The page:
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Naval Commandos

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#1 macrusk


    Proud Daughter of a Canadian WWII Veteran

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Posted 06 June 2008 - 03:40 PM

While looking for the answer to Jeff's quiz question on Blue Star Commandos, I found this article on the Naval Commandos of the Royal Navy (and since there was a Canadian unit I assume RCN):

Royal Navy Commandos in World War II » HistoryNet - From the World's Largest History Magazine Publisher

"In 1942 a group of commandos gathered for a class in Inveraray, a small village in the Highlands of Scotland. Their instructor was a former assistant commissioner of the Shanghai Police named William Fairbairn, and he surprised the commandos by giving each in turn a loaded revolver. They were even more surprised when Fairbairn selected Albert Cattell and told him to stick the gun in his back. The instructor then said, ‘Now, when I move you pull the trigger!’ Cattell was convinced that Fairbairn would be shot and was amazed to find himself shooting wide. ‘As soon as he moved, I pulled the trigger,’ Cattell remarked. ‘My arm was over there, bang! We couldn’t fathom out how he did it, he did it with all of us. The trick was, before your brain could get the signal to your trigger finger, he’d turn round. If you were right-handed he’d turn to the left, so as he came round his left arm knocked that away, his right hand at your throat or your eyes.’Fairbairn had taught the commandos a valuable lesson. ‘What I’m trying to demonstrate is you never push a gun into the enemy’s back; you never get that close,’ he told them. Such unorthodox training was new for British forces in World War II, but the commandos themselves were a brand-new type of highly trained special forces that had been formed under Combined Operations Command to raid and to fight in enemy territory.

Since WWII, commandos have become legendary in military history, and their famous green beret is now an internationally recognized symbol of an elite fighting force. During the war each branch of Britain’s armed forces had its own commando force.

Thousands of pages have been written about the exploits of the British army and Royal Marine commandos who carried out recklessly daring raids at such places as St. Nazaire (see World War II, March 2003), Vaagso and Normandy. Lost in all the accolades, however, has been the role played by the Royal Navy Commandos, Britain’s forgotten special forces.

The Royal Navy Commandos had one of the most important and dangerous tasks of the war: They were the first onto invasion beaches and the last to leave. The navy commandos had their beginnings after the disastrous campaign in France and the ‘Miracle of Dunkirk’ in June 1940, when small groups of Royal Navy officers and ratings (enlisted men) were organized to man an assorted collection of vessels that would be used to carry out the first commando raids from England across the Channel into occupied France. These groups later became designated as Royal Navy Beach Parties, and in 1942 they led the landings at Madagascar and Dieppe, where they suffered terrible casualties.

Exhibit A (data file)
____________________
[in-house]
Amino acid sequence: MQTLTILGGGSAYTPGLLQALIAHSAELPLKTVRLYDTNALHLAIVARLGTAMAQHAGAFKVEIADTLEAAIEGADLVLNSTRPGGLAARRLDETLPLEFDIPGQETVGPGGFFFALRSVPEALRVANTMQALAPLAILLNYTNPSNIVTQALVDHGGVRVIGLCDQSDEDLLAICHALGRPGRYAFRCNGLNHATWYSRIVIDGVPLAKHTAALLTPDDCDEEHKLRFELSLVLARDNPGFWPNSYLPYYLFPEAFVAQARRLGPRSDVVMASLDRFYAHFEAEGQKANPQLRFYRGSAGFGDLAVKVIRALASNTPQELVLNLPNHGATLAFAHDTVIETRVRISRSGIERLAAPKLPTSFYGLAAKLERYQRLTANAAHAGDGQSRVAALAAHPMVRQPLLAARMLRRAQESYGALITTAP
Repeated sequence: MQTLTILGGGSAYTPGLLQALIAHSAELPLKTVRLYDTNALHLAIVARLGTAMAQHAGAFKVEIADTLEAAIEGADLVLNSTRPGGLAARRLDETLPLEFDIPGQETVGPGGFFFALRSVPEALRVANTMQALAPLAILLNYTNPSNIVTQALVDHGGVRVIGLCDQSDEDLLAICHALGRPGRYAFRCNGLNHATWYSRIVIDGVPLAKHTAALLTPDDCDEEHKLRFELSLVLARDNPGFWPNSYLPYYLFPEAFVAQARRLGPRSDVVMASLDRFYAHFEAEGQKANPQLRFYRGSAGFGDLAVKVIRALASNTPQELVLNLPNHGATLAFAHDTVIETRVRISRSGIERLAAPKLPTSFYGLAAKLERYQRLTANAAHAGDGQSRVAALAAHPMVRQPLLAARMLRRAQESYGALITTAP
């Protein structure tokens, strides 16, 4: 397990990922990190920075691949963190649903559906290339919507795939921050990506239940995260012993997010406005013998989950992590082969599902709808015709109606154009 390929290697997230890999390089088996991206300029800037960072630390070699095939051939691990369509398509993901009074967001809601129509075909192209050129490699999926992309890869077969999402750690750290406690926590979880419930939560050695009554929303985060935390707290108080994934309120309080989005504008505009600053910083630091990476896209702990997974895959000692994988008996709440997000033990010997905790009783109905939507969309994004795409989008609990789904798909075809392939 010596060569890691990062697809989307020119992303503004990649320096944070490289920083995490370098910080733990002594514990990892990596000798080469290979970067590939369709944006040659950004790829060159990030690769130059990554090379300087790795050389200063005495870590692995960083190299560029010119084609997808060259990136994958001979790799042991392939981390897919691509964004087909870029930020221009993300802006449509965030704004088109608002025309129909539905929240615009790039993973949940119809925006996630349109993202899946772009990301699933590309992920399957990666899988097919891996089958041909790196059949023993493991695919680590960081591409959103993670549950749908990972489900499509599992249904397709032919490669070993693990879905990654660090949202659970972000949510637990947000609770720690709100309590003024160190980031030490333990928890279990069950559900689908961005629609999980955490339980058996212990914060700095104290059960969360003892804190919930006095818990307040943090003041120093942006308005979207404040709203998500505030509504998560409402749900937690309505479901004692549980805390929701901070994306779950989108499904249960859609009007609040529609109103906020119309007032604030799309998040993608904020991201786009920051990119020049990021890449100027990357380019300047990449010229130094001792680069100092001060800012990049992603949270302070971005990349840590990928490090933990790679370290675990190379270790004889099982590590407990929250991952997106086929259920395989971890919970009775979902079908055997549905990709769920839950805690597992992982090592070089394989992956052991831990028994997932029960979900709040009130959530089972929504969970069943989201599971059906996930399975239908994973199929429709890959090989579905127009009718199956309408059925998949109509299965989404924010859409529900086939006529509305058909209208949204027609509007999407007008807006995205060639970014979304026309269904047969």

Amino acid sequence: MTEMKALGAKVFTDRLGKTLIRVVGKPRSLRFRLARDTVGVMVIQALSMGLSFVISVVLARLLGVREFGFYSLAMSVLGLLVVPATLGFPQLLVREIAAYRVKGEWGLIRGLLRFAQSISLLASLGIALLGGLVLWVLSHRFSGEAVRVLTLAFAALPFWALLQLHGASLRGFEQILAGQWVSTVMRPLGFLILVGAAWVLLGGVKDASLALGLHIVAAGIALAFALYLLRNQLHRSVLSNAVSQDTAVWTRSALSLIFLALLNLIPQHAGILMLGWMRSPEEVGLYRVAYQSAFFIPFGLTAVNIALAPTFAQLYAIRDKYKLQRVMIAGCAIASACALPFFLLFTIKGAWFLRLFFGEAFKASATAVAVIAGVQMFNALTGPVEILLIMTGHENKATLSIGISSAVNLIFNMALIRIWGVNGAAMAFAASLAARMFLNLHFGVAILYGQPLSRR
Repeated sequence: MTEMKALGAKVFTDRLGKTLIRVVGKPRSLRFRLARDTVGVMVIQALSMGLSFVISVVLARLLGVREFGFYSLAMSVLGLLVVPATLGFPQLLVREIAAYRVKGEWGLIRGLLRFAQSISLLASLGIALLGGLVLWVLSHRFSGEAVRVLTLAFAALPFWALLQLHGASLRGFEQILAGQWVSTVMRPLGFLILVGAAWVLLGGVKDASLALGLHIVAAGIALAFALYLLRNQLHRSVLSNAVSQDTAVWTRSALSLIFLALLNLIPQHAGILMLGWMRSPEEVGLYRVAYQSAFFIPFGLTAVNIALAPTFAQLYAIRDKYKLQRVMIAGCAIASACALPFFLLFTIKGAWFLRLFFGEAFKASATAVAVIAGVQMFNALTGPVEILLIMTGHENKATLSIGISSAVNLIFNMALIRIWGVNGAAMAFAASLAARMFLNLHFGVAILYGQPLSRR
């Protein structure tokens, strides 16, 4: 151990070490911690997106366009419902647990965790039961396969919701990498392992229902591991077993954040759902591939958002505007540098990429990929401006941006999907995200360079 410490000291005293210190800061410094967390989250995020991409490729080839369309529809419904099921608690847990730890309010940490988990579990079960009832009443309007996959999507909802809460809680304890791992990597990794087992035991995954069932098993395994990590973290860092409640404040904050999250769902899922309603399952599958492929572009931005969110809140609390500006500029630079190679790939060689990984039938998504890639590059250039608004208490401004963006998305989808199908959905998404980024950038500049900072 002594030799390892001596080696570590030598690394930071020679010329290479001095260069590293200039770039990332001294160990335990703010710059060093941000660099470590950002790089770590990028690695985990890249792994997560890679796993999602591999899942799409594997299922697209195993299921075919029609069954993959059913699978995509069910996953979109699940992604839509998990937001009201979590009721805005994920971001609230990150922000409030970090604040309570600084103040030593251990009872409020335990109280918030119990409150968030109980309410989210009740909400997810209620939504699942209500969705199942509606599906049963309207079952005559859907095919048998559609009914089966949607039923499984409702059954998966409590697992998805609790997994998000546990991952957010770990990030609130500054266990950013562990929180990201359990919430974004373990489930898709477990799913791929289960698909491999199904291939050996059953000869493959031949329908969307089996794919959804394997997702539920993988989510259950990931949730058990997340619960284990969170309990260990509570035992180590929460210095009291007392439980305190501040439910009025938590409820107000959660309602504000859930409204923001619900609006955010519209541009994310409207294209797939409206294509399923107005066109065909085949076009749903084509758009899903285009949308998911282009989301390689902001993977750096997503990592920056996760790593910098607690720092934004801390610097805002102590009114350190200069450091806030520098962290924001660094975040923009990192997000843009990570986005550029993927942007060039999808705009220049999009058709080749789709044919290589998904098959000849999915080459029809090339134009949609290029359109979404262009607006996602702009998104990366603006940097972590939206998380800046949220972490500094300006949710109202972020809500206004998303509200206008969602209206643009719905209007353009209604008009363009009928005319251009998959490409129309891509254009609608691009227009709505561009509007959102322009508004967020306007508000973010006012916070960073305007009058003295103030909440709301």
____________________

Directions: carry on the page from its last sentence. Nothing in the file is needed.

Assigned to Combined Operations Command following the Dieppe mission, the beach parties were officially formed into Royal Navy Beach Commandos. Later they became known simply as Royal Navy Commandos. Apart from spearheading the landings on invasion beaches, the commandos had the task of establishing communications (their signalers were organized into separate Royal Navy Beach Signals sections) and controlling the landing craft of an invasion force.

The Royal Navy Commandos had their base, called HMS Armadillo, at a forestry camp near the small Highland village of Ardentinny. It was at Armadillo, and the famous commando training center at Achnacarry, that the sailors were turned into commandos. And it was at Armadillo that they were issued their Fairborn Sykes Commando knives–the hallmark of all British commandos.

Unlike their army and marine colleagues, Royal Navy Commando units were denoted by letters, from A Commando through the all-Canadian W Commando. Each such unit consisted of 10 officers and 60 ratings and was commanded by a principal beachmaster with the rank of lieutenant commander. Junior officers were beachmasters and assistant beachmasters. Much like the captain of a ship, during a landing a beachmaster had the final word on operations and outranked any officer who crossed his beach......"

Please note that at the link above are another 5 pages beyond what I have posted here.
Regards, Michelle

Oliver Goldsmith, "I love everything that's old: old friends, old times, old manners, old books, old wines." :flag_canada_ww2: :flag_canada: :flag_uk:

#2 Miguel B.

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Posted 06 June 2008 - 03:56 PM

Great stuff! Thanks. It'a always fun to learn something new about those guys.


#3 Skipper



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Posted 06 June 2008 - 04:37 PM

Too bad that history has almost forgotten these guys, they deserve better.


#4 bigfun



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Posted 06 June 2008 - 05:00 PM

Great stuff Michelle!

Scott :flag_USA_ww2: :flag_netherlands:

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